Fannie 4.0s are up only 8 ticks now at 102-27. 10yr yields are down only 1.5bps on the day at 2.8754. In hindsight, the Summers news simply acted to knock bond markets off their highly sensitive pre-FOMC perch. A rally of short covering (buying to end a bet on higher rates) and short-term new longs (bets on lower rates), gave way to an absence of short covering and those short term longs getting out, and here we are. Rally on, rally off.
Negative momentum seems to be subsiding now, but reprices could still be inbound, depending on the lender.
First Round of Negative Reprices is in, More Likely to Follow
Just a heads up to reiterate the likelihood of negative reprices. Fannie 4.0s are down to 103-02. While this is still 14 ticks up on the day, it's 12 ticks (.375) off earlier highs--plenty of weakness for most lenders to pull the trigger.
Negative Reprice Risk Increasing as MBS Hit Lows
Treasuries have been trending higher in yield since the 9:15am data, but it hasn't been a concern until just now. Yields had only moved from 2.78 to 2.805 by 10:50am and then bounced lower again, keeping the possibility alive of a sideways range.
In the past few minutes, 10's have broken above those 10:50am highs and are now back in line with 8:30am levels at 2.812. MBS are following the break with Fannie 4.0s heading to their weakest levels of the morning at 103-05 (previous highs at 103-14).
Though not all lenders will have priced at the highs, even at a more likely morning indication of 103-10 to 103-11, we're far enough down to warrant negative reprice risk for most lenders, assuming prices don't bounce immediately back into previous territory.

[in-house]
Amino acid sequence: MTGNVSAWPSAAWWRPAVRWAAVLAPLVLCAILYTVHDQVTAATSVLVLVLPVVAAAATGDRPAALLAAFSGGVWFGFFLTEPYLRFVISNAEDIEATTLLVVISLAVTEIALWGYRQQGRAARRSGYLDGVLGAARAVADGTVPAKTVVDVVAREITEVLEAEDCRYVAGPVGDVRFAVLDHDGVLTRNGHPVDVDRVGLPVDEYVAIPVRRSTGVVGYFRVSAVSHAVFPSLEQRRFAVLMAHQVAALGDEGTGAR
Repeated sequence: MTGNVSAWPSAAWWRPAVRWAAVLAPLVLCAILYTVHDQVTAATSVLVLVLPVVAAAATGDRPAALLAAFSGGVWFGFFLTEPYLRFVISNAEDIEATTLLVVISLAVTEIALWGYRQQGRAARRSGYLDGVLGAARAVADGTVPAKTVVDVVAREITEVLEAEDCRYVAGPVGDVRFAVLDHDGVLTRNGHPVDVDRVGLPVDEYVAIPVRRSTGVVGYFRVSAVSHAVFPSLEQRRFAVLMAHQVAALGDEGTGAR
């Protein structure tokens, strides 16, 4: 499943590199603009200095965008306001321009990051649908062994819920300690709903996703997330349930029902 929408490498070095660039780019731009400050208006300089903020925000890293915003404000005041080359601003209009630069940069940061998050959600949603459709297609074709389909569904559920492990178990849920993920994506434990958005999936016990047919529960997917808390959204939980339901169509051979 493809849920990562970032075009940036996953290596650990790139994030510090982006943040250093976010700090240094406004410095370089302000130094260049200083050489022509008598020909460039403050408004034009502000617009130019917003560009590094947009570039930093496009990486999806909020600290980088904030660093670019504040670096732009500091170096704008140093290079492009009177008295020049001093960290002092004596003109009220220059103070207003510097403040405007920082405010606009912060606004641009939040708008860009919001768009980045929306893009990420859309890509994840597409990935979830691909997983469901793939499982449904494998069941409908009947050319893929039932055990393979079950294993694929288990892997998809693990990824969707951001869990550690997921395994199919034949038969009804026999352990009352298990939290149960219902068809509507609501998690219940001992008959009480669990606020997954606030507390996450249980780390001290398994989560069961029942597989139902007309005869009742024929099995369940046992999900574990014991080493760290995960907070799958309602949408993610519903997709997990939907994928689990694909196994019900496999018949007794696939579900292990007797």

Live Chat Featured Comments
Christopher Stevens : "from wsj arrticle "Fed officials and most private economists thought inflation would be stronger this year. That it hasn't presents something of a mystery, given the overall economy has performed broadly in line with forecasts.""
Hugh W. Page : "This is why volatility has been with us for so long and will continue to be with us. They say they will act based on economic data but their forecasting never meets reality creating a reactionary Fed always behind the curve."
Hugh W. Page : "Fed has been wrong on economic forecasts for as long as I can remember. Why would it change now?"
Victor Burek : "i say they justify as everyone of their forecasts are overly optimistic"
Matthew Graham : "gist is that economic forecasts may show better growth, but rate forecasts may remain low, then poses question: how does Fed justify/reconcile that juxtaposition?"
Andy Pada : "i can't get the article without a subscription. what are the highlights?"
Victor Burek : "bet the market makers had it early"
Matthew Graham : "that didn't start making the rounds until after 2pm though, best I can tell."
Victor Burek : "don't think that link will work...google this and you can then read. Fed Faces Tough Sell on Low-Rate Strategy"
Victor Burek : "here is the hilsenrath article...this might explain today's weakness, http://online.wsj.com/article/SB10001424127887323342404579079143276866818.html"
Steve Chizmadia : "Sure +-27 is much nicer, but green is green, and pricing is better now than it has been in weeks. "